Attentional shifts by gaze direction in voluntary orienting: evidence from a microsaccade study.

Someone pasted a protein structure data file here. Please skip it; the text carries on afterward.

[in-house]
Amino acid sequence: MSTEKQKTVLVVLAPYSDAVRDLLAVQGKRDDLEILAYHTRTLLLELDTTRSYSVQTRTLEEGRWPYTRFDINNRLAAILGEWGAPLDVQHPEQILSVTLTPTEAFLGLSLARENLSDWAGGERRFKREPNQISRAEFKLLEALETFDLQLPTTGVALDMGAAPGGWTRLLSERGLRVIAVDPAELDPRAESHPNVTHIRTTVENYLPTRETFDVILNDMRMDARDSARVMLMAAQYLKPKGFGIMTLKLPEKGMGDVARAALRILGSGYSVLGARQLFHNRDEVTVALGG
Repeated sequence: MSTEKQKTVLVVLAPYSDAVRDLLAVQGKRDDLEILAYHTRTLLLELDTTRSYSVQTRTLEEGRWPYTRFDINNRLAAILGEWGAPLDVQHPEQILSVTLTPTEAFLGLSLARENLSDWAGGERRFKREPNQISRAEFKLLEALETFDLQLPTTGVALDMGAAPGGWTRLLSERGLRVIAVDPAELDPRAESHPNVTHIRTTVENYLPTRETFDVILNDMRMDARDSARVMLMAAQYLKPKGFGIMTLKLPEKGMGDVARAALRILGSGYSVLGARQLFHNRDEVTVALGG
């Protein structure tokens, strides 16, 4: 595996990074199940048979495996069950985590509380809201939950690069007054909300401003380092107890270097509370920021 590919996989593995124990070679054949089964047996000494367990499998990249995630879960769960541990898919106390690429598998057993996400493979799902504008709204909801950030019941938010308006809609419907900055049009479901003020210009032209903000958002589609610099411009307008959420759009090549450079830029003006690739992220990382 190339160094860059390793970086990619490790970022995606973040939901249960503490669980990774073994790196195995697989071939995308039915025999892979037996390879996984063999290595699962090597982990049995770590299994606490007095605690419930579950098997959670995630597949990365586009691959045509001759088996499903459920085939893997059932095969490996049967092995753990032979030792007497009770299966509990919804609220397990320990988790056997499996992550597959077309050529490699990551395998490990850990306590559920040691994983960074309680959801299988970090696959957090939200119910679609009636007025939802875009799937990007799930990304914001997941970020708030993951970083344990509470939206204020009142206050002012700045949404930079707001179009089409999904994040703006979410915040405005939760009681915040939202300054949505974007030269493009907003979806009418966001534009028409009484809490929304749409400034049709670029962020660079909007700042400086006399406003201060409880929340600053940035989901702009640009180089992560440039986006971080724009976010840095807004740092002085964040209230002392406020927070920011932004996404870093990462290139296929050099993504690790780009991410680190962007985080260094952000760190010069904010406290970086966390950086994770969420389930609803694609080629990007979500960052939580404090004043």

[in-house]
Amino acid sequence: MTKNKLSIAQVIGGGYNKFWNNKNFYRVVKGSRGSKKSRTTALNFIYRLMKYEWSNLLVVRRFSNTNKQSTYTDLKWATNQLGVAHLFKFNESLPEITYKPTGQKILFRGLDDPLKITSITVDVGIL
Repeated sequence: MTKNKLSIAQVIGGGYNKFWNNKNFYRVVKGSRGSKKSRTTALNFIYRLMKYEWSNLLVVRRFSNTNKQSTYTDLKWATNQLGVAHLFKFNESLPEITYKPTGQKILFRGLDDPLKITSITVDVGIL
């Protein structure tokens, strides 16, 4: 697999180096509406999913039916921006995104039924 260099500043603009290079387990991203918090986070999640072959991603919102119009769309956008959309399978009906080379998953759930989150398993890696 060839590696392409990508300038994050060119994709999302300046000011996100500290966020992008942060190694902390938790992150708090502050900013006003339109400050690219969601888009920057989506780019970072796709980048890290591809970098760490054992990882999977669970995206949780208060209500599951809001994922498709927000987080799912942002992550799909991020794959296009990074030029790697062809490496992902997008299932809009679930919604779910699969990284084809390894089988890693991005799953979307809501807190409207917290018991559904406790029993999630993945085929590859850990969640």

Shifts in spatial attention can be induced by the gaze direction of another. However, it is unclear whether gaze direction influences the allocation of attention by reflexive or voluntary orienting. The present study was designed to examine which type of attentional orienting is elicited by gaze direction. We conducted two experiments to answer this question. In Experiment 1, we used a modified Posner paradigm with gaze cues and measured microsaccades to index the allocation of attention. We found that microsaccade direction followed cue direction between 200 and 400 ms after gaze cues were presented. This is consistent with the latencies observed in other microsaccade studies in which voluntary orienting is manipulated, suggesting that gaze direction elicits voluntary orienting. However, Experiment 1 did not separate voluntary and reflexive orienting directionally, so in Experiment 2, we used an anticue task in which cue direction (direction to allocate attention) was the opposite of gaze direction (direction of gaze in depicted face). The results in Experiment 2 were consistent with those from Experiment 1. Microsaccade direction followed the cue direction, not gaze direction. Taken together, these results indicate that the shift in spatial attention elicited by gaze direction is voluntary orienting.